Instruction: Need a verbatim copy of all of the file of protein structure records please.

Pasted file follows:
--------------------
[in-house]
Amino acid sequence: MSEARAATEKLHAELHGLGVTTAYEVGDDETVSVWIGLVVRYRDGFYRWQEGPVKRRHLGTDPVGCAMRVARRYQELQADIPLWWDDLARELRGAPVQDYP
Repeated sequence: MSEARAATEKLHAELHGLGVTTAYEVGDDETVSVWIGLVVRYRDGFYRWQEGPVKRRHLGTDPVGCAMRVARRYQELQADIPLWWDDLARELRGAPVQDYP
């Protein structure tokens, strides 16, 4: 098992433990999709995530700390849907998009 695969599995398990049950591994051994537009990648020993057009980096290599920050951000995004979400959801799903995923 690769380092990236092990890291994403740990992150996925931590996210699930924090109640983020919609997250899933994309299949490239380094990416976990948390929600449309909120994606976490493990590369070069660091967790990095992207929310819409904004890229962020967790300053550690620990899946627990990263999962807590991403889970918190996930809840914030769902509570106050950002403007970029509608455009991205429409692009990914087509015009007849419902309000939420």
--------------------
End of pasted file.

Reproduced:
[in-house]
Amino acid sequence: MSEARAATEKLHAELHGLGVTTAYEVGDDETVSVWIGLVVRYRDGFYRWQEGPVKRRHLGTDPVGCAMRVARRYQELQADIPLWWDDLARELRGAPVQDYP
Repeated sequence: MSEARAATEKLHAELHGLGVTTAYEVGDDETVSVWIGLVVRYRDGFYRWQEGPVKRRHLGTDPVGCAMRVARRYQELQADIPLWWDDLARELRGAPVQDYP
């Protein structure tokens, strides 16, 4: 098992433990999709995530700390849907998009 695969599995398990049950591994051994537009990648020993057009980096290599920050951000995004979400959801799903995923 690769380092990236092990890291994403740990992150996925931590996210699930924090109640983020919609997250899933994309299949490239380094990416976990948390929600449309909120994606976490493990590369070069660091967790990095992207929310819409904004890229962020967790300053550690620990899946627990990263999962807590991403889970918190996930809840914030769902509570106050950002403007970029509608455009991205429409692009990914087509015009007849419902309000939420």